T HERE was a caliph of Persia whose name was Al Mamoun. He had two sons whom he wished to become honest and noble men. So he employed a wise man whose name was Al Farra to be their teacher.
One day, after lesson hours, Al Farra rose to go out of the house. The two boys saw him and ran to fetch his shoes. For in that country, people never wear shoes in the house, but take them off at the door.
The two boys ran for the teacher's shoes, and each claimed the honor of carrying them to him. But they dared not quarrel and at last agreed that each should carry one shoe. Thus the honor would be divided.
When the caliph heard of this he sent for Al Farra and asked him, "Who is the most honored of men?"
The teacher answered, "I know of no man who is more honored than yourself."
"No, no," said the caliph. "It is the man who rose to go out, and two young princes contended for the honor of giving him his shoes but at last agreed that each should offer him one."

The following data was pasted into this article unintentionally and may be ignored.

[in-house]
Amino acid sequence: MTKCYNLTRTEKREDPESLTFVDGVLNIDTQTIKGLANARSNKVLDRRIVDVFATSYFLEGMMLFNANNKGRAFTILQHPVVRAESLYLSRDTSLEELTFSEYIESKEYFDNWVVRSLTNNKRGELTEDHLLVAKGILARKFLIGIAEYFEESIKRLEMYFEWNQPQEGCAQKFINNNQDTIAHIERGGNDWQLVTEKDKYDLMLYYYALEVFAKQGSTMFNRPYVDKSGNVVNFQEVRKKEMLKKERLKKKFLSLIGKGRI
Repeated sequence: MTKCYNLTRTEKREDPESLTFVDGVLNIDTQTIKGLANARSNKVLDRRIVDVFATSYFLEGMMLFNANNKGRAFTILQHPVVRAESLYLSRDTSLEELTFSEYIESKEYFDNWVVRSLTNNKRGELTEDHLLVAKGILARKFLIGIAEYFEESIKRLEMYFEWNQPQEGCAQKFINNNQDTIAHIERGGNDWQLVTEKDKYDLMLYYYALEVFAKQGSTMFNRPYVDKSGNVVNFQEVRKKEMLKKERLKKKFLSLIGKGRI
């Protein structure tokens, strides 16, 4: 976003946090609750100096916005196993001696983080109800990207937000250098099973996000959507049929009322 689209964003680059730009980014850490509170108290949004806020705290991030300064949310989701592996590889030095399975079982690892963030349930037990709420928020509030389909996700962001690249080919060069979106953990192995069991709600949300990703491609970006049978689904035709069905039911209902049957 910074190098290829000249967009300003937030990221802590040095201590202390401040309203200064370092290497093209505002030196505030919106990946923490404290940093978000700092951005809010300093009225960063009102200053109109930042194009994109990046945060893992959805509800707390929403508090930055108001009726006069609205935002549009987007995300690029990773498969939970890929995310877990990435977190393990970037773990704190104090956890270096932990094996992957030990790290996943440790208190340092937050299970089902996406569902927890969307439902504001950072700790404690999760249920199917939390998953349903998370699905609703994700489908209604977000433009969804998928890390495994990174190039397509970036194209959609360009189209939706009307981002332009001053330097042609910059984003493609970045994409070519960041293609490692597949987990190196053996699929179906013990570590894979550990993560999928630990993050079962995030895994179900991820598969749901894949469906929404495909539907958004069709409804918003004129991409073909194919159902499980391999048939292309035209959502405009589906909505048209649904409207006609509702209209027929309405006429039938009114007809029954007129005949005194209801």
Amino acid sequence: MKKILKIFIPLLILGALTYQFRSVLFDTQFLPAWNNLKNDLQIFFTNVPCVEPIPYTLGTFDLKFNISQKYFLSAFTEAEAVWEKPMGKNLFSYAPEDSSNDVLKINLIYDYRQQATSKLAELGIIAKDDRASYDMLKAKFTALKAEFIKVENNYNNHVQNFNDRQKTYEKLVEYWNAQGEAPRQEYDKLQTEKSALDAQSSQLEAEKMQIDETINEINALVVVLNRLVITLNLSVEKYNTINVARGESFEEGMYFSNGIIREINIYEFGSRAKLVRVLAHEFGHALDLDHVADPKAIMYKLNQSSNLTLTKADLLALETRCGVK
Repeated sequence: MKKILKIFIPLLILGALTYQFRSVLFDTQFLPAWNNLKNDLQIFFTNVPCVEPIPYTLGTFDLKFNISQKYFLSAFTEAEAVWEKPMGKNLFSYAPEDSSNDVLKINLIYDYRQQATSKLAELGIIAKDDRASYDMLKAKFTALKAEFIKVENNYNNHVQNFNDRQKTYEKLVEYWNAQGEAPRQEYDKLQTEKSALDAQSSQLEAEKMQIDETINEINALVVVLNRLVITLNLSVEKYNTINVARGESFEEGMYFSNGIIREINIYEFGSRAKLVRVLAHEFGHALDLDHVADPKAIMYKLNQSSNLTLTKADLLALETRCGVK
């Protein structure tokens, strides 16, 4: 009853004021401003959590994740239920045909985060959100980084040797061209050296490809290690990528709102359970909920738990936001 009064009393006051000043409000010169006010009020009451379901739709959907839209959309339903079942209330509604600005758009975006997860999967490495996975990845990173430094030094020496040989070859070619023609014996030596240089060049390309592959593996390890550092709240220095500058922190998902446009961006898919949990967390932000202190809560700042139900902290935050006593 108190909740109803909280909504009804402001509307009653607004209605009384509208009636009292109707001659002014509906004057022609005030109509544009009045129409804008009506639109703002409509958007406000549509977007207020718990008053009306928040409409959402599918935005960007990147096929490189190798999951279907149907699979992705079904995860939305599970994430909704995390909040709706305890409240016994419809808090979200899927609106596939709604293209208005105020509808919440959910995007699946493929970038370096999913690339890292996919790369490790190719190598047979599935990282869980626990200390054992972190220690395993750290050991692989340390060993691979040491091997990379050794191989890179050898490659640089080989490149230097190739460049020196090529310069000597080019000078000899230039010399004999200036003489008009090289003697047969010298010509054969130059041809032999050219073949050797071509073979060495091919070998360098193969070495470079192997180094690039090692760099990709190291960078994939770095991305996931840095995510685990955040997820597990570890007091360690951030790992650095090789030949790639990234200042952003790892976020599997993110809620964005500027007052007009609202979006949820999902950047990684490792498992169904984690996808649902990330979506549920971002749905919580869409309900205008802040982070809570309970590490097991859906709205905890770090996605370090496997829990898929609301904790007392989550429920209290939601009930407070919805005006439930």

Al Farra answered, "Sir, I should have forbidden them to do this, but I feared to discourage them. I hope that I shall never do anything to make them careless of their duties."
"Well," said the caliph, "if you had forbidden them thus to honor you, I should have declared you in the wrong. They did nothing that was beneath the dignity of princes. Indeed, they honored themselves by honoring you."
Al Farra bowed low, but said nothing; and the caliph went on.
"No young man nor boy," said he, "can be so high in rank as to neglect three great duties: he must respect his ruler, he must love and obey his father, and he must honor his teacher."
Then he called the two young princes to him, and as a reward for their noble conduct, filled their pockets with gold.